Varese Sarabande (302 066 208 2)
Release Date: 2000
Conducted by Pete Anthony
|2.||The Hostage Game||3:04|
|3.||Plane to Catch||1:18|
|4.||Alice Breaks Down||2:12|
|5.||Bullet in the Head||2:23|
|Total Album Time:||30:00|
|by Dan Goldwasser
January 6, 2001
This past winter contained a Danny Elfman double-header. He wrote scores to The Family Man and Proof of Life - both of which came out around the holidays. While The Family Guy was a more sentimental Christmas-themed family film, Proof of Life is a gritty drama about an oil engineer (David Morse) who is kidnapped and ransomed in South America. The engineer's wife (Meg Ryan), along with the help of a Kidnap and Ransom expert (Russell Crowe) try to get him back. The score used a lot of percussion and synth with brass accents to provide the right atmosphere and tension needed for the film.
Beginning with the tense "Main Title", we get a sense of Elfman's choices for rhythm and color for this score. This track features a lot of percussion, some South American flutes, and plenty of brass hits in the dissonant style that Elfman has been using lately. "The Hostage Game" contains a more somber Spanish guitar, and an underlying synth bass pattern coming and going - it's more of a moody atmospheric cue than anything. Finally with "Plane to Catch" and "Alice Breaks Down", we get more of the string-based emotional music that Elfman does so well. It's not that long before the percussion comes in, but these cues are more thematic and tender than the harsher action cues.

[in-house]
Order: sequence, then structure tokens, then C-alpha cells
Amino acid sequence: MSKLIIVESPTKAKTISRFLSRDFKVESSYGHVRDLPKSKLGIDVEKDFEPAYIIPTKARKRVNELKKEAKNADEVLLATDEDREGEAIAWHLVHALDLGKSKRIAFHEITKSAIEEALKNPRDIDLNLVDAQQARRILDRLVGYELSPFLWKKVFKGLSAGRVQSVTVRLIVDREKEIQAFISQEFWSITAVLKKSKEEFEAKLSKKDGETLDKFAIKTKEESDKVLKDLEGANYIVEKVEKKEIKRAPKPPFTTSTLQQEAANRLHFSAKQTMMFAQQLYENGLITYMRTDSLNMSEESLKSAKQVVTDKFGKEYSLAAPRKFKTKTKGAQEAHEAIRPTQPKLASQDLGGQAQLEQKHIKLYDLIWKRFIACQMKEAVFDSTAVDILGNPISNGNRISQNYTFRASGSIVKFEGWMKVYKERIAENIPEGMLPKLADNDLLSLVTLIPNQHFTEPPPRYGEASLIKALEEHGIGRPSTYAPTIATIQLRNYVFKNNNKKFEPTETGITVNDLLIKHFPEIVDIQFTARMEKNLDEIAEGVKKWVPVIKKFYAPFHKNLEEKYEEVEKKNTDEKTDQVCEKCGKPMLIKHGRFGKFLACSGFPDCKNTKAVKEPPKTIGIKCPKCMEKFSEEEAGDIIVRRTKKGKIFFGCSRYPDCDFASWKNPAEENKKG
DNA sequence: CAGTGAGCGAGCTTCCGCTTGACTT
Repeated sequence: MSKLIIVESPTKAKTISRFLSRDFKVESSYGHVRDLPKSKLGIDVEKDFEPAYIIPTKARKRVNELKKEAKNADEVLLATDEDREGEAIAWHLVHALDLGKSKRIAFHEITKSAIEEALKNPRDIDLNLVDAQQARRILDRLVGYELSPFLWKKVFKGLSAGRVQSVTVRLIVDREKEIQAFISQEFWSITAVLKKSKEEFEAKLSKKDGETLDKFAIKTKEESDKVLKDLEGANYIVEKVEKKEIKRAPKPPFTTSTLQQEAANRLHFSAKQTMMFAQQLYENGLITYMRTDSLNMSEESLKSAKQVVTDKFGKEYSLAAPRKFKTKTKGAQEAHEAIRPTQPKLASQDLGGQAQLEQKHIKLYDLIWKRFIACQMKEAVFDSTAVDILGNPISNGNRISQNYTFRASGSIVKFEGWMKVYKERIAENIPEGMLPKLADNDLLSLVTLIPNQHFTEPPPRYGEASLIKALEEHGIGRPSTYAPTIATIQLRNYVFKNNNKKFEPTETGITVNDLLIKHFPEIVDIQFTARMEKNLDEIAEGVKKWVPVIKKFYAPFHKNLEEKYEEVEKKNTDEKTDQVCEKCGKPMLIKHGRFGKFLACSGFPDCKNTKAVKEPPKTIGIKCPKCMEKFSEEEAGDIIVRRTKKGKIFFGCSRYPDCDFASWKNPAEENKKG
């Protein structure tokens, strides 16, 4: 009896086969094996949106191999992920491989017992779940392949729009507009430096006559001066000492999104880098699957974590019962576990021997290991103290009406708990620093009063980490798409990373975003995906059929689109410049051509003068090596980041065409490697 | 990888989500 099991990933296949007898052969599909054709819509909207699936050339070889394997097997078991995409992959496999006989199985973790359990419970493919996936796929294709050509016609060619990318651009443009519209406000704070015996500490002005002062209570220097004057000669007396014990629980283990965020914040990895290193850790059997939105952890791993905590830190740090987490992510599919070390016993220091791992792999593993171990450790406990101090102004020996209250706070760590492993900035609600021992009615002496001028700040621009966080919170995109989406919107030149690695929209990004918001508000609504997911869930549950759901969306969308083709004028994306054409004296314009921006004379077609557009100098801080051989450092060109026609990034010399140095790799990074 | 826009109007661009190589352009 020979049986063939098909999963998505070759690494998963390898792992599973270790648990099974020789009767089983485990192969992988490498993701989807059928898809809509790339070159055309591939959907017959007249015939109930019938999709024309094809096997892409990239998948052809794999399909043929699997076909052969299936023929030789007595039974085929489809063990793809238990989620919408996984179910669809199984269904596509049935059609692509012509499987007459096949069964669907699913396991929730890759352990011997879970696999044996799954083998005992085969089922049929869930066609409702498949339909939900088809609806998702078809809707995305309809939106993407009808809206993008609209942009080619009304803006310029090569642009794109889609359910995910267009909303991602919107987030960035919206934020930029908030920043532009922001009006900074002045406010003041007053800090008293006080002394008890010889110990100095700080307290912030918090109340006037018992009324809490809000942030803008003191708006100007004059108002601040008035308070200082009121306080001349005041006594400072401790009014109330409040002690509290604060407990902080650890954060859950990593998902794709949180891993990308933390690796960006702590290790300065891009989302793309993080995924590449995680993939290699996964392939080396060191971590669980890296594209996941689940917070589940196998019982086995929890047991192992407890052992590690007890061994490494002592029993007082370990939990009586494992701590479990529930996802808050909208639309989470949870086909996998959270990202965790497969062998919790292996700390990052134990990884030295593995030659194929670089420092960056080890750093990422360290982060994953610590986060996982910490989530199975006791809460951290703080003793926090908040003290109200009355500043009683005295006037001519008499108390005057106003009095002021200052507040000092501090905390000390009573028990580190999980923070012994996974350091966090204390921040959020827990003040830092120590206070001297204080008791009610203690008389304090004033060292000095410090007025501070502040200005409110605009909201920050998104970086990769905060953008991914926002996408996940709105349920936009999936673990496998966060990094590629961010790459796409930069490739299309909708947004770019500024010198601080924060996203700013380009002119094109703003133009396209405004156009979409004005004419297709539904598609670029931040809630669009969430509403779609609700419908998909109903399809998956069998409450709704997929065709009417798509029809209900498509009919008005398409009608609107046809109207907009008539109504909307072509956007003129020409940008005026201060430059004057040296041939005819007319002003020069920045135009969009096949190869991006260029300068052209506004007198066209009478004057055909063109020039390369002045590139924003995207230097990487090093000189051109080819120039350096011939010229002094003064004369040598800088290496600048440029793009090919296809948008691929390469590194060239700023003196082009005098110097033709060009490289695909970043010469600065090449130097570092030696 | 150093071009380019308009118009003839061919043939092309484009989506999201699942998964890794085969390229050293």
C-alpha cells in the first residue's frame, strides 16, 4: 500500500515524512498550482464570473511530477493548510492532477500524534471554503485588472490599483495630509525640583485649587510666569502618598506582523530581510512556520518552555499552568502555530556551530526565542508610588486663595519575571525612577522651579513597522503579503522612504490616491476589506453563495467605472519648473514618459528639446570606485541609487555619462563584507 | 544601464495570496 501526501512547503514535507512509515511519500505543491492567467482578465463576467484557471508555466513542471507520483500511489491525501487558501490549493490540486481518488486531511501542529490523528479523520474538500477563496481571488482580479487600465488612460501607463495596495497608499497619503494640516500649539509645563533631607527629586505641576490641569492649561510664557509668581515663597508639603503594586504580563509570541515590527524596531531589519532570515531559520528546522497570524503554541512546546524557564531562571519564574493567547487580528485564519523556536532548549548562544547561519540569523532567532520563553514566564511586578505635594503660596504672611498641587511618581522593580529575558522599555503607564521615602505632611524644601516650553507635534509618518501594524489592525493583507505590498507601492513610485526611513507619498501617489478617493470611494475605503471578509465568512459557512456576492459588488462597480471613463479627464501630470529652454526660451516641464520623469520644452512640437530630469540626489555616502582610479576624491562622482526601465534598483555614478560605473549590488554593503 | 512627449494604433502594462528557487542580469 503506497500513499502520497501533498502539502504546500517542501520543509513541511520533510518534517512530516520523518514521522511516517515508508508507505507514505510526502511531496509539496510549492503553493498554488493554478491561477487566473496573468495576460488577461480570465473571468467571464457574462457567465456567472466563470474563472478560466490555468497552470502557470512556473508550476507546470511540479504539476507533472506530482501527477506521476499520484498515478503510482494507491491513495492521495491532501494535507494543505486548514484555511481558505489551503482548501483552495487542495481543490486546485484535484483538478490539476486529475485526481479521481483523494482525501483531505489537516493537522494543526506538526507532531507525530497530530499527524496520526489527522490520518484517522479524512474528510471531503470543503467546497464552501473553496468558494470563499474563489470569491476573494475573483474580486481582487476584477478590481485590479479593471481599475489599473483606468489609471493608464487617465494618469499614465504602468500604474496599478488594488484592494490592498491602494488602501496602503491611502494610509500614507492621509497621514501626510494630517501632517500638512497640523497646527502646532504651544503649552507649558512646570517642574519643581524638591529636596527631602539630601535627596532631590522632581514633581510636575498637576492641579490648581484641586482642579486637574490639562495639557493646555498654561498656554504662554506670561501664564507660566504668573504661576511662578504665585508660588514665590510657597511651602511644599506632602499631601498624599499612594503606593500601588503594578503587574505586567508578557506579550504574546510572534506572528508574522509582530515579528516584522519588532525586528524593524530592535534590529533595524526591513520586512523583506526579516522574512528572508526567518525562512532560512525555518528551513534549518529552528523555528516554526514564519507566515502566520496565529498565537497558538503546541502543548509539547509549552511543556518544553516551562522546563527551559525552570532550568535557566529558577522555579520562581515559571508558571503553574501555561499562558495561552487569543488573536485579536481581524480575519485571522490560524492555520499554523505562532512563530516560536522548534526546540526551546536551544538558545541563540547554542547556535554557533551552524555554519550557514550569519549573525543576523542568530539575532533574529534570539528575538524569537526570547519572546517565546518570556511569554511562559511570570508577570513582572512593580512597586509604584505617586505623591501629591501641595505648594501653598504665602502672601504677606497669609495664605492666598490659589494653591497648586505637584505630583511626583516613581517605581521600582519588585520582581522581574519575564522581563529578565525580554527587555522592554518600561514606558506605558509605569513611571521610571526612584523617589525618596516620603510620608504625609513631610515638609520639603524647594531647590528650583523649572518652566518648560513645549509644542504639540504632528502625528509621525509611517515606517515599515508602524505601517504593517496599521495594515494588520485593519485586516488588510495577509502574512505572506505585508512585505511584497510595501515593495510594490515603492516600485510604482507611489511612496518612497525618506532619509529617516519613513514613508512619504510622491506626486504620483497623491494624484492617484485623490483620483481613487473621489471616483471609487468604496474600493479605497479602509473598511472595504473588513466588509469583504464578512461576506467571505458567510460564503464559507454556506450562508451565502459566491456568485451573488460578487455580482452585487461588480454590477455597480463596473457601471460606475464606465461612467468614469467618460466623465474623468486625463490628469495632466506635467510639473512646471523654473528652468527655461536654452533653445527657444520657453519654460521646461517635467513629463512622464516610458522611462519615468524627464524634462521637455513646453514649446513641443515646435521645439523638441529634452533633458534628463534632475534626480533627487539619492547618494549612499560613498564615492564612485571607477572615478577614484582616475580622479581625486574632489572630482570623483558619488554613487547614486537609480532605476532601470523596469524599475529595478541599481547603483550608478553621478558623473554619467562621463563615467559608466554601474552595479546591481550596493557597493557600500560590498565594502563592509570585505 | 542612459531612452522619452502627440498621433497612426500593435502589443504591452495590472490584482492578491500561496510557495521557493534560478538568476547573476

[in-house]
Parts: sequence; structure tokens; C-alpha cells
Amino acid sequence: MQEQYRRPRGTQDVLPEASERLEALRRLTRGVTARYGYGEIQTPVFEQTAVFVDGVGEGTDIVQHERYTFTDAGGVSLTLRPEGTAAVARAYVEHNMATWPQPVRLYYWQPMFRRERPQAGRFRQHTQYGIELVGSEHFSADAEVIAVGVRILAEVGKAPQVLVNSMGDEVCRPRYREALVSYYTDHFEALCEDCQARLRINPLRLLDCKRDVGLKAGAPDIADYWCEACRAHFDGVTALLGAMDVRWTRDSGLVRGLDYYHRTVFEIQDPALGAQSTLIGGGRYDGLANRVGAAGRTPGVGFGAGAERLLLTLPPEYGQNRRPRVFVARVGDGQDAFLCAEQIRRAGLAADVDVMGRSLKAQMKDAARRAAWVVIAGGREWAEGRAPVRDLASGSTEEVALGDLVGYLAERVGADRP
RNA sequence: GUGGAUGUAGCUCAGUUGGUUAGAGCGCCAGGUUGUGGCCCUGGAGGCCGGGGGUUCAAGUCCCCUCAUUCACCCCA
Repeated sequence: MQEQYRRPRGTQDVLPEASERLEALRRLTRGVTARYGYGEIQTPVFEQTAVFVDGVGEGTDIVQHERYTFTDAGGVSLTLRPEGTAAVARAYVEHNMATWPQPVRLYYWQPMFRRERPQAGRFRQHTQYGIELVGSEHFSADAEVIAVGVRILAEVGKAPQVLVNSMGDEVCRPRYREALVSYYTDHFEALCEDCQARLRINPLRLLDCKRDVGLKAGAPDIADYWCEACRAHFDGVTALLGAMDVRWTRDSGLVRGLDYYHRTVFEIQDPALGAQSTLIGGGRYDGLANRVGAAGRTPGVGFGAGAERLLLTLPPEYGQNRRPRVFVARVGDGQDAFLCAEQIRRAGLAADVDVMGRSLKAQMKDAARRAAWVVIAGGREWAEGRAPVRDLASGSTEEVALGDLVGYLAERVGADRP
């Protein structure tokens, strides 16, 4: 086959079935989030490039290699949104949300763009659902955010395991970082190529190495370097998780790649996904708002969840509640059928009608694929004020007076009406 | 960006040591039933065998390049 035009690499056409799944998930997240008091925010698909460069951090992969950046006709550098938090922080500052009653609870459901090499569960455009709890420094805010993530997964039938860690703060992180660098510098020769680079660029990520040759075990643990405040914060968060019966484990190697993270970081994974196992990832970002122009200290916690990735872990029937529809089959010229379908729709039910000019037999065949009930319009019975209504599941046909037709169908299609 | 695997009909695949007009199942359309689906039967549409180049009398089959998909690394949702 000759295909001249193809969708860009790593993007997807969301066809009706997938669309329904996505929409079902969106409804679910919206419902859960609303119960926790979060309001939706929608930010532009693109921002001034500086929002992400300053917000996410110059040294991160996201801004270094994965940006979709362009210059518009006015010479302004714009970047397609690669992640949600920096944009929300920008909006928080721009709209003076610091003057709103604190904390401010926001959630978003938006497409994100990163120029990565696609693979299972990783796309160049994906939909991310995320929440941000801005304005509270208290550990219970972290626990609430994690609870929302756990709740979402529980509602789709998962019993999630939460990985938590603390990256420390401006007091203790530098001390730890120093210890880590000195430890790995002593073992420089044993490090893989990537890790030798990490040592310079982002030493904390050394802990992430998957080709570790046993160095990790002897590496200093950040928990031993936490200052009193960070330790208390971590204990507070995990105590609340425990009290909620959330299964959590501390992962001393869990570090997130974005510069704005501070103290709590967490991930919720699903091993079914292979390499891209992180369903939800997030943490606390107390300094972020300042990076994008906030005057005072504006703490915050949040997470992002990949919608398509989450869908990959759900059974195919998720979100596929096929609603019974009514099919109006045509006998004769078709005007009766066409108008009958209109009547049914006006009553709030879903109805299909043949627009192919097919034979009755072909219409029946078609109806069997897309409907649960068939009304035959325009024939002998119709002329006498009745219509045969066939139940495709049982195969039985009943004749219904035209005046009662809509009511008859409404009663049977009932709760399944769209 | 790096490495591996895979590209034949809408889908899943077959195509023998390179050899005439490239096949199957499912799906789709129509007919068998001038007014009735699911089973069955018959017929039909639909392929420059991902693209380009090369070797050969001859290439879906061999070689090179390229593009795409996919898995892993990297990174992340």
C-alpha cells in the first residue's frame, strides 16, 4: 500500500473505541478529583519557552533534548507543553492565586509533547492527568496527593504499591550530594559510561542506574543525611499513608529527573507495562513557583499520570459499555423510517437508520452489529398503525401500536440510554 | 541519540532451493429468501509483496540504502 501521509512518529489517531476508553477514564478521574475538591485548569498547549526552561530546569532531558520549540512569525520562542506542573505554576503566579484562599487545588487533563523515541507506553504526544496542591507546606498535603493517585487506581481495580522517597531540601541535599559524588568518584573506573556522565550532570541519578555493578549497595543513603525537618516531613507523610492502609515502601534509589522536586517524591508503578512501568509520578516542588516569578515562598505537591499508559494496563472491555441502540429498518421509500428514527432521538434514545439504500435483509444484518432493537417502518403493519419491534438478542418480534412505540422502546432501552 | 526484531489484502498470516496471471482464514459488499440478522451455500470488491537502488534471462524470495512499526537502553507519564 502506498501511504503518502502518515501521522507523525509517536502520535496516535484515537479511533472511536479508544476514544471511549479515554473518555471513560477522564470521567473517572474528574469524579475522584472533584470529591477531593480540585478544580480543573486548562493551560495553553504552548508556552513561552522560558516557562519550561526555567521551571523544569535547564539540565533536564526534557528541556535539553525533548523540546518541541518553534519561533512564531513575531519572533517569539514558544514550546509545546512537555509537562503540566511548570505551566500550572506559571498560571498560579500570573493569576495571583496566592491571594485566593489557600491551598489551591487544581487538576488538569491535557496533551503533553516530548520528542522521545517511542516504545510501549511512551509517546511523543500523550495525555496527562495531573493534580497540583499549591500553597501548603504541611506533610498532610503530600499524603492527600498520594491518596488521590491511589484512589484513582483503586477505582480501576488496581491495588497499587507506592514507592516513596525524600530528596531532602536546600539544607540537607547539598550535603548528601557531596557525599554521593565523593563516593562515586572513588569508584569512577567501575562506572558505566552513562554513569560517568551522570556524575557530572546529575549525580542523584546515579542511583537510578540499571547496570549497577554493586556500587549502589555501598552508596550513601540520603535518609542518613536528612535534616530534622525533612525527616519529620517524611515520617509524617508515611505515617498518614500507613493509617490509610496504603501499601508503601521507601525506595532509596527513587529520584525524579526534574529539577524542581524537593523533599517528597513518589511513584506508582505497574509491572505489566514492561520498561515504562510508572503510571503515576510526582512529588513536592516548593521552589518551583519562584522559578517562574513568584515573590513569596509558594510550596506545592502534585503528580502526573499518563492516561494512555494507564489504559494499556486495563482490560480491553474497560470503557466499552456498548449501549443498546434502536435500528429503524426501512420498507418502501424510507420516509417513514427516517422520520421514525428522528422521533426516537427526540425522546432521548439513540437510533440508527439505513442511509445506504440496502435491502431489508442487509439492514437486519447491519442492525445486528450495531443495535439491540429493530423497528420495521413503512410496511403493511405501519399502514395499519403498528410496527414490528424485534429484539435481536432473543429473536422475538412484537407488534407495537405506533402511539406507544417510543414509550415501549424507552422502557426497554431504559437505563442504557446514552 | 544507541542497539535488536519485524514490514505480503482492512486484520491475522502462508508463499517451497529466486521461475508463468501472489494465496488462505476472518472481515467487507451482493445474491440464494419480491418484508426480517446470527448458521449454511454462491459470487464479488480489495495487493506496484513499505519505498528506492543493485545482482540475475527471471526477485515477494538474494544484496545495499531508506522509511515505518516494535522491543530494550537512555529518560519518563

"Bullet in the Head" is one of those harsher action cues - lots of suspense and brass swells, always containing that underlying synth bass rhythm. Towards the end of the cue, the tender theme pops back in though, to add a much-needed dose of humanity. "The Miscarriage" is another emotionally grounded piece, with plenty of somber strings. The next three tracks, though, sum up the entire climax of the film. "Escape", "The Rescue" and "The Finale" are mostly hard-hitting action with plenty of dissonance and percussion combined with synth effects. Add to that the orchestra doing what Elfman did in parts of Mission: Impossible, and you have a great 12-minutes. The middle portion of "The Rescue" is truly a powerful moment in the score. Most of "The Finale" is denouement and resolution, and the score ends on a rather upbeat note.
Running a scant 30-minutes long, some people might be upset with the length of this album. However, I feel that for the type of score that this was, and given the material, it's just fine as it is. Unless you're a die-hard Elfman enthusiast, I don't think you need to necessarily rush out and buy this score. The Elfman scores to get will be coming out later in 2001, with Spy Kids and Planet of the Apes. I would wait until then.
Enter your e-mail address to receive weekly soundtrack and film score news:
If any information appears to be missing from this page, contact us and let us know!